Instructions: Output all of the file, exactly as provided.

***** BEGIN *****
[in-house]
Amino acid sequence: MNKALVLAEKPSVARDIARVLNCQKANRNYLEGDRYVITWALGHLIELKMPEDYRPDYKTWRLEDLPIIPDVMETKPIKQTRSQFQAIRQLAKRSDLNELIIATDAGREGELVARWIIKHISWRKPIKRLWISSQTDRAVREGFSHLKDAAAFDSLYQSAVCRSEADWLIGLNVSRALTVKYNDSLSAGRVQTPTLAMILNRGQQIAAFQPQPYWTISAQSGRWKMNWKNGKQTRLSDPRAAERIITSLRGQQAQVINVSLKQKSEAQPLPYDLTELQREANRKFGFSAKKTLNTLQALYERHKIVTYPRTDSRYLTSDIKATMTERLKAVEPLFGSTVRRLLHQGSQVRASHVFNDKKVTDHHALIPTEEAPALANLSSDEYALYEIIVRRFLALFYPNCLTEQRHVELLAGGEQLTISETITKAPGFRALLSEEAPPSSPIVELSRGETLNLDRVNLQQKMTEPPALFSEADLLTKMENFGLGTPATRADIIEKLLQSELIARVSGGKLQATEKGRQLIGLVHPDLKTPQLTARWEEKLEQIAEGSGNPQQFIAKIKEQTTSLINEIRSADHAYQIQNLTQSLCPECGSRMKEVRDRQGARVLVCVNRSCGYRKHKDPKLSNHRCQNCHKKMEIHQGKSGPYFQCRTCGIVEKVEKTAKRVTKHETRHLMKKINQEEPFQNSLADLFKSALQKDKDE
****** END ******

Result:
[in-house]
Amino acid sequence: MNKALVLAEKPSVARDIARVLNCQKANRNYLEGDRYVITWALGHLIELKMPEDYRPDYKTWRLEDLPIIPDVMETKPIKQTRSQFQAIRQLAKRSDLNELIIATDAGREGELVARWIIKHISWRKPIKRLWISSQTDRAVREGFSHLKDAAAFDSLYQSAVCRSEADWLIGLNVSRALTVKYNDSLSAGRVQTPTLAMILNRGQQIAAFQPQPYWTISAQSGRWKMNWKNGKQTRLSDPRAAERIITSLRGQQAQVINVSLKQKSEAQPLPYDLTELQREANRKFGFSAKKTLNTLQALYERHKIVTYPRTDSRYLTSDIKATMTERLKAVEPLFGSTVRRLLHQGSQVRASHVFNDKKVTDHHALIPTEEAPALANLSSDEYALYEIIVRRFLALFYPNCLTEQRHVELLAGGEQLTISETITKAPGFRALLSEEAPPSSPIVELSRGETLNLDRVNLQQKMTEPPALFSEADLLTKMENFGLGTPATRADIIEKLLQSELIARVSGGKLQATEKGRQLIGLVHPDLKTPQLTARWEEKLEQIAEGSGNPQQFIAKIKEQTTSLINEIRSADHAYQIQNLTQSLCPECGSRMKEVRDRQGARVLVCVNRSCGYRKHKDPKLSNHRCQNCHKKMEIHQGKSGPYFQCRTCGIVEKVEKTAKRVTKHETRHLMKKINQEEPFQNSLADLFKSALQKDKDE